— goldenboy

God’s Night Out: A Comment on the Destroyed Monuments at Garapuri (Elephanta Caves, India)

About two thousand years ago, hundreds of artisans, perhaps patronized by the Royal family that ruled this region at the time, set out to carve a beautiful temple out of a hill. It was meant to be a feast for the senses, a City of the Gods. The artisans who set out on this massive endeavor had no modern equipments, just the lay tools of pre-modern era – hammers and chisels. In their minds they carried an undying tradition belonging to their ancestors that had now lasted for thousands of years, wherein Man searched for connection with God in the most basic of elements, the rock. They chiseled out human forms, facial expressions and gestures that would appeal to the deepest aesthetic senses of Man, jolting him from the chores of his daily existence into the world of the Divine. These sculptures and works of art that dot almost all the Hindu temples around India, were a medium through which man could connect with the Divine.


The artists never intended to copy the human form or depict the human body in its finest detail as the Greeks or Romans when carving out human forms. Each of the multitudes of anonymous Hindu artists who sculpted the statues of Divine beings in the numerous temples and cave shrines in India, labored hard to breathe into his work a connection with the Divine.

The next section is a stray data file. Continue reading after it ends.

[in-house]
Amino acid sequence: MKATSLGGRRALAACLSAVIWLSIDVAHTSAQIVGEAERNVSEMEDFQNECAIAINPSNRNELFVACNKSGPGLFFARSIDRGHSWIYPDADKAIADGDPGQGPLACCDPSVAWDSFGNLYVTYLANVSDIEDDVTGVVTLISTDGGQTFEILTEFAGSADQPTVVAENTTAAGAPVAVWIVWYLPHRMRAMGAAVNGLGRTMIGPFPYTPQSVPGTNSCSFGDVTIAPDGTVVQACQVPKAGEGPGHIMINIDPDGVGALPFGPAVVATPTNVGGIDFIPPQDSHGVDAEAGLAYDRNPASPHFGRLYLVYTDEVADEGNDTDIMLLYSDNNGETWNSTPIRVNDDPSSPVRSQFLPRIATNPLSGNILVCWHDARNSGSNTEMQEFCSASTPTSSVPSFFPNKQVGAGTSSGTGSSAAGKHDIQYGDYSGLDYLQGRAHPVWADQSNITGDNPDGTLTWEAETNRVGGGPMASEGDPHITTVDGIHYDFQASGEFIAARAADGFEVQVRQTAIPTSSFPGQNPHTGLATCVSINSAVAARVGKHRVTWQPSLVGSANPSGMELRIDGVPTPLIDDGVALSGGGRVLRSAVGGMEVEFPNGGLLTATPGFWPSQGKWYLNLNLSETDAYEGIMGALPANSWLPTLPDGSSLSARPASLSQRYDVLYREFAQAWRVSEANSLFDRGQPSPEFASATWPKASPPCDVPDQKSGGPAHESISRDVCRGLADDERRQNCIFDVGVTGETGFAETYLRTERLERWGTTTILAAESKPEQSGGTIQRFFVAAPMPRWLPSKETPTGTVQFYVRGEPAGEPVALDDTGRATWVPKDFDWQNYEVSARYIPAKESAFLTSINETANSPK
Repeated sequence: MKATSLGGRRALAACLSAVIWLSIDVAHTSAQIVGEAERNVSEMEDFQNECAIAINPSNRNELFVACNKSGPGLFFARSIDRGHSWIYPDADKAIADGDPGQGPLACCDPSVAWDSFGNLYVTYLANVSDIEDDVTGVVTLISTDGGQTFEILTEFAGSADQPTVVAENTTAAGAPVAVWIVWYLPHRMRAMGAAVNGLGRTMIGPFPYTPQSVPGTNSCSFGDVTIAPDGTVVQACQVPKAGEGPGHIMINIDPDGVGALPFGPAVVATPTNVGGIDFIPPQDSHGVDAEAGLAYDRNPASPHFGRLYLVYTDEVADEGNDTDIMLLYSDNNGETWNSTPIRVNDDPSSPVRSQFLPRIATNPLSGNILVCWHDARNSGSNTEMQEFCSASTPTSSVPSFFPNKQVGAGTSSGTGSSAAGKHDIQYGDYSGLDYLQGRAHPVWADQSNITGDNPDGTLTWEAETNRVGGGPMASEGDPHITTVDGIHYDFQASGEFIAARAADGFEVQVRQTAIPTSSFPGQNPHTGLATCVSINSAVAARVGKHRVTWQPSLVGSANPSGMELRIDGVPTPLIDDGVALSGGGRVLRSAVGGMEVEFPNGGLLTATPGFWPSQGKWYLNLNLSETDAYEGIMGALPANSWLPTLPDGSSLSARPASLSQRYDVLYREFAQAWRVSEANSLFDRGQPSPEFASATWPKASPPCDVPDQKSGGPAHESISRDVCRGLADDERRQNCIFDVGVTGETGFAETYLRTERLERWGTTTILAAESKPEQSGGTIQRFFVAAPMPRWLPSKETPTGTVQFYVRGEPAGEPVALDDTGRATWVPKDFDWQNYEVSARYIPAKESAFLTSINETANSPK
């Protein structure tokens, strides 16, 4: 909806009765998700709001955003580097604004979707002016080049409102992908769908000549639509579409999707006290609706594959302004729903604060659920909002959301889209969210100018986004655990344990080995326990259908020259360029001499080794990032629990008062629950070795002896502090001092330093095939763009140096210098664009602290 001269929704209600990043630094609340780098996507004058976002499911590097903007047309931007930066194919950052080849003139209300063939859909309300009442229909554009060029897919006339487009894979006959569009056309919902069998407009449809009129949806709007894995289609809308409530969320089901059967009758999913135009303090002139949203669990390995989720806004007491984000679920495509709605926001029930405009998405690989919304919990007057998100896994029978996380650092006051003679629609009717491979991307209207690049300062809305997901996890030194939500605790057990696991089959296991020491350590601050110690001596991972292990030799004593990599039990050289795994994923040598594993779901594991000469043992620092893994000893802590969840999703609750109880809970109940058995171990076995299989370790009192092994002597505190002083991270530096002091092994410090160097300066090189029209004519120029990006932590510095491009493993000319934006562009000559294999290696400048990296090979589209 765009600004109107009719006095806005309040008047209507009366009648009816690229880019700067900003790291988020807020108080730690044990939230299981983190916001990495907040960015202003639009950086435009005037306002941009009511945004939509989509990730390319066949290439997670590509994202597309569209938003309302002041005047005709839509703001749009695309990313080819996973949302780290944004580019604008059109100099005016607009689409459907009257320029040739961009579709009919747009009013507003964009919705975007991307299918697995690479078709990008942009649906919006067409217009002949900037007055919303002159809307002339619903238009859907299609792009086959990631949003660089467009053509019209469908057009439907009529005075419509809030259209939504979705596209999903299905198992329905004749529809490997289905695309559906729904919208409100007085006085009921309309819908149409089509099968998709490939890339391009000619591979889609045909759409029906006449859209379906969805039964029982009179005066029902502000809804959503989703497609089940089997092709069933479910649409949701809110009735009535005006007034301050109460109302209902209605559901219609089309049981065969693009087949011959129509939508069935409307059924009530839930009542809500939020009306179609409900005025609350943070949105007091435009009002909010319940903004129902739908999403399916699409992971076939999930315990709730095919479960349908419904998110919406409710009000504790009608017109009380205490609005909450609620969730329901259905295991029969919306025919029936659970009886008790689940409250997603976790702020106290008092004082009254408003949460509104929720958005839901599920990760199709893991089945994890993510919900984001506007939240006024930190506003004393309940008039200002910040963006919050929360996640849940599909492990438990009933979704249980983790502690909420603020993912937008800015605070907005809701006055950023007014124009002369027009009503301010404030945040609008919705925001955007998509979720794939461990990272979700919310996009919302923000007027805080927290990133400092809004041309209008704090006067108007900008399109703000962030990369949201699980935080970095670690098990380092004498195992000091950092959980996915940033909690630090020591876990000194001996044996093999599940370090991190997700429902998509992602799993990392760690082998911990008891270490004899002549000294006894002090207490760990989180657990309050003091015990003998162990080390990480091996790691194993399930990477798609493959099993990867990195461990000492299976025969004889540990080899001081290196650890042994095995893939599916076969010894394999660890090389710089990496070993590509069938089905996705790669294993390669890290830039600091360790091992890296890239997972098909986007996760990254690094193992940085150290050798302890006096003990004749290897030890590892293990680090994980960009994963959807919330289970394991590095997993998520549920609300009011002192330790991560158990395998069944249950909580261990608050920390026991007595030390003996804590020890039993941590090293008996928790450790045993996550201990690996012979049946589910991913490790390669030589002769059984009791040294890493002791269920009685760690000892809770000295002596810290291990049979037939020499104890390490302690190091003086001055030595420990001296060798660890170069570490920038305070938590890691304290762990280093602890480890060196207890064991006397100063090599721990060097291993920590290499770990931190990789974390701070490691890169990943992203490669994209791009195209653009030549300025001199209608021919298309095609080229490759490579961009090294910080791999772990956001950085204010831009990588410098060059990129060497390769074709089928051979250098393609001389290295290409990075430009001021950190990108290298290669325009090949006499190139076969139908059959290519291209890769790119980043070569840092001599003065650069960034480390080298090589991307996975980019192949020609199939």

It was a grand quest to catapult the multitude of simple yet religious visitors to these temples into the realms of an alternate consciousness, a state that these artists were themselves inspired by.


The curves, facial expressions and gestures of the graceful sculptures transported the open mind of the devotee entering into these temples into the Hindu state of divine consciousness called Yoga – Union with God.


We call it Satyam Shivam Sundaram: The final goal of Yoga practices – the Ultimate Destination in which the human mind dwells in the event of Self-Realization:


The True Reality, Divine and beautiful…


The goal of the artists of these fine sculptures in Hindu Temples was to let the watcher a short but strong glimpse into this noble state of mind.




I had the opportunity to visit a cave Temple situated on an island not far away from the shores of Mumbai – The Elephanta caves, Temples that were carved from a single hill, around 9-13th Century, on an isolated island called Garapuri.


After less than an hour ride on a boat through the sea to reach the small island of Garapuri, I reached the “caves”, which were once ‘Cave temples’.


The most important part of the Temple – The plain Inner Chamber where the main deity is placed, is in stark contrast in its simplicity, to the ornamental beauty engraved in the basalt rocks of the main Chamber. The main chamber or the temple hall is a place for the visitors to sit in prayer or meditation, a place where Devdasis (the temple courtesans) would have danced in silent communion with the Divine to the notes of instrumental classical music, all those years ago before the temple was abandoned.


The inner chamber contains one of the most Sacred symbols of the Divine which is also the Hindu metaphor for the Universe and his explanation for existence- The Shiva Linga. The Lingam is a stone figure depicting an Erect phallus which rests on the female organ – the Yoni. The Lingam and the Yoni together – the Shiva Linga – are to be viewed as Divine Consciousness (the Phallus) that penetrates through the Reality of the Universe as we see it i.e. the physical reality that is nothing but the Womb of the Goddess, Creation. Hindus worship the Creation and the Divine Consciousness by worshiping this sacred symbol-The Shiva Linga.